Amid ongoing criticism surrounding his co-curatorship of the Azerbaijan pavilion at this year’s Venice Biennale, Martin Roth, the former director of London’s Victoria & Albert Museum, has defended his involvement. Just like the foreign service, the art world also needs to talk to regimes it opposes, he tells The Art Newspaper. "If you no longer speak to each other, everything will be lost,“ he says. Roth has been attacked in his home country of Germany for working with the Central Asian country, which he has himself described as "authoritarian". The Berlin newspaper Tagesspiegel accused Roth of acting "unreasonably", and the Frankfurter Allgemeine Zeitung has also criticised him for working with the country.
In a recent report, Human Rights Watch stated that the "space for independent activism, critical journalism, and opposition political activity has been virtually extinguished" in Azerbaijan by arrest and conviction as well as law.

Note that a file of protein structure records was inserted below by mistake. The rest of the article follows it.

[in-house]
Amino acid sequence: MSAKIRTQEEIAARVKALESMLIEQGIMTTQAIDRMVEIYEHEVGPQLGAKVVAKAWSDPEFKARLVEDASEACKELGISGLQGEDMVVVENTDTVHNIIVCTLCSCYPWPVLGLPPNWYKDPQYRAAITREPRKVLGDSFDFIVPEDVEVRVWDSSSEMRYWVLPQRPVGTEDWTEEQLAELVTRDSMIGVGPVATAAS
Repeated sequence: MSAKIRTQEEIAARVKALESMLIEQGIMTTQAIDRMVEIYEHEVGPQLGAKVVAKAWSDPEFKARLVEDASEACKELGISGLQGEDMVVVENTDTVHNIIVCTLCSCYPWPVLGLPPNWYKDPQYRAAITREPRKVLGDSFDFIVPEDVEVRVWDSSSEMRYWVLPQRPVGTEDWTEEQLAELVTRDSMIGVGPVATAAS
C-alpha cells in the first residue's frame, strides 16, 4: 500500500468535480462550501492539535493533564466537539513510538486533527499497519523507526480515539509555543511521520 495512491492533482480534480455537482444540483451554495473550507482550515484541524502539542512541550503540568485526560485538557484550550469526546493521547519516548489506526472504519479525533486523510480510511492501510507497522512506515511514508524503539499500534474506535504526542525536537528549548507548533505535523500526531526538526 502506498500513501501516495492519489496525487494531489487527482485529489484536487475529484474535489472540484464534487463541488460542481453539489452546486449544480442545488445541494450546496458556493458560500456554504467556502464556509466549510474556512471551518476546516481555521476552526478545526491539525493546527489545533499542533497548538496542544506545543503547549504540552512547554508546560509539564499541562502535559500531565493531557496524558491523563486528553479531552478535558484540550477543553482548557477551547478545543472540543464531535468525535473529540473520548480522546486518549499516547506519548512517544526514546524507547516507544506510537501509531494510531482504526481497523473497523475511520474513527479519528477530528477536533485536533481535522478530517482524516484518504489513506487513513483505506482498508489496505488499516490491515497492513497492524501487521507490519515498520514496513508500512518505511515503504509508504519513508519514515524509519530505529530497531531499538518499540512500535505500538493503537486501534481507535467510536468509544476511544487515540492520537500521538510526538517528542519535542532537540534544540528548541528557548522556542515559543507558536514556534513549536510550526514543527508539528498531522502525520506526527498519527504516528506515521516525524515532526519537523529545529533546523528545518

"There is a lot that needs to be improved in Azerbaijan," he says, stressing that different religions coexist peacefully in the muslim country. But he says that calling it a "blueprint for tolerance" in a press release—a term that attracted a lot of criticism in Germany—might have been a mistake. Roth also underlines that he has been working with artists from Azerbaijan for many years.
This year’s exhibition in the Azerbaijan pavilion is entitled Under One Sun. The Art of Living Together and is supported by the Heydar Aliyev Foundation, which is chaired by Mehriban Aliyeva, the country’s First Lady. There was no interference whatsoever into his plans for the pavilion, Roth says. The pavilion, which Roth co-curated with Emin Mammadov, features the Georgian artist Elvin Nabizade as well as a group of video artists. Four years ago, Udo Kittelmann, the director of Berlin’s Nationalgalerie, organised the Russian pavilion, a point that has not been raised in the discussion regarding Roth. A curator at a leading German museum has called this hypocritical.